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Enhancing academic currency by the ‘Visiting Lecturer’ programme

Author - Tadhg Walshe


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Education and training for industry

The building industry is still a male bastion, and so the late Dr Anthony Clare came here in 2000 and spoke about ‘Masculinity in Crisis’ and how the shrinking male sexuality might impact on this industry.

The very much alive Frank McDonald made many contributions to large audiences in Bolton Street from the early ‘The Destruction of Dublin: The Construction of Dublin’ to his recent talk on property developers in ‘The Builders’ which highlighted milestones impacting on our infrastructure.

We need to be constantly reminded of what Niamh Brennan had to say in her eloquent and forceful presentation to an overflowing theatre of students (and some staff) on what constitutes good governance in business and in the public service.

For 25 years – without fail – Kevin Kelly and Tom Costello (bosses of John Sisk and one of our larger graduate employers) presented to students and staff on construction contracting in Ireland and abroad. These presentations and notes continue to influence the direction of my lecture programme in Construction Administration and Management.

Structural engineer John O’Conner (Sinead’s and Joe’s father) – one of my earliest annual ‘speakers’ discussed the roles of the professional and the administrator and the responsibilities and liabilities flowing these various roles.

Architect and author David Keane – a regular contributor in the 1980s and 1990s – explained the architect’s roles in a building contract and the very wide powers of the architect even through not being a party to the contract. During this time he was writing what became the influential book The RIAI Contracts: A Working Guide.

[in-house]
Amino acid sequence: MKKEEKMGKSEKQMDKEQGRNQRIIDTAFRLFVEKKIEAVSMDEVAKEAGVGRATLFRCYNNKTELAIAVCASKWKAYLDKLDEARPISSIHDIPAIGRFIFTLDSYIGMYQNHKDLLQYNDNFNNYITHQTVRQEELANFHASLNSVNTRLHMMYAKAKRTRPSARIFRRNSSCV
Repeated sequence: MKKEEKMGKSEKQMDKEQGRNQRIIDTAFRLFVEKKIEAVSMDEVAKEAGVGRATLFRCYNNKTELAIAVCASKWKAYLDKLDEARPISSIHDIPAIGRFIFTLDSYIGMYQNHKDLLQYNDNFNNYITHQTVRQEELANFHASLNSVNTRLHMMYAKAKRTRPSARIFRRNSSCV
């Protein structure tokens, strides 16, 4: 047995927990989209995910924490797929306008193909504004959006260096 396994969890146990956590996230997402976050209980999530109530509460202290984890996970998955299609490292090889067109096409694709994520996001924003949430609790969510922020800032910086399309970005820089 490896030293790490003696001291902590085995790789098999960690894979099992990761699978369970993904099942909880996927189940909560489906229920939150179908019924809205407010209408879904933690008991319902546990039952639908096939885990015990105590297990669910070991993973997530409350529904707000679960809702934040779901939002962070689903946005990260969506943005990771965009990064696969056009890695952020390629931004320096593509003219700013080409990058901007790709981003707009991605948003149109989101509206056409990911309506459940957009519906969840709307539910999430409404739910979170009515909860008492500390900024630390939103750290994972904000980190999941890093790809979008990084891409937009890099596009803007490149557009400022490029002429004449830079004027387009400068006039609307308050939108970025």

The presentations by the inimitable scholarly lawyer Max Abrahamson throughout the 1990s were annual highlights. He presented on forms of contract to large audiences for 12 years and responded to their many queries. I remember his response to the question ‘Why are written contracts not short and simple?’ with the statement that ‘One should make things as simple as possible but no simpler’!

As regards the ‘Education Market’, Fergal Quinn’s presentation influenced my thinking (and that of others) with his response to the question: ‘Who are DIT’s customers’?

These customers – the students themselves – consistently gave very high ratings to Jim Horan, Head of Architecture on his interesting ‘subjects’ and delivery style.

Without the insights gained from the visiting lecturers I would not have been equipped – indeed it is unlikely that I would be asked – to chair the national Task Force on ‘Education Training and Recruitment’ for the Forum for the Construction Industry. This task force (and others) was charged with implementing the Recommendations of the Strategic Review of the Construction Industry and was completed early in this decade.

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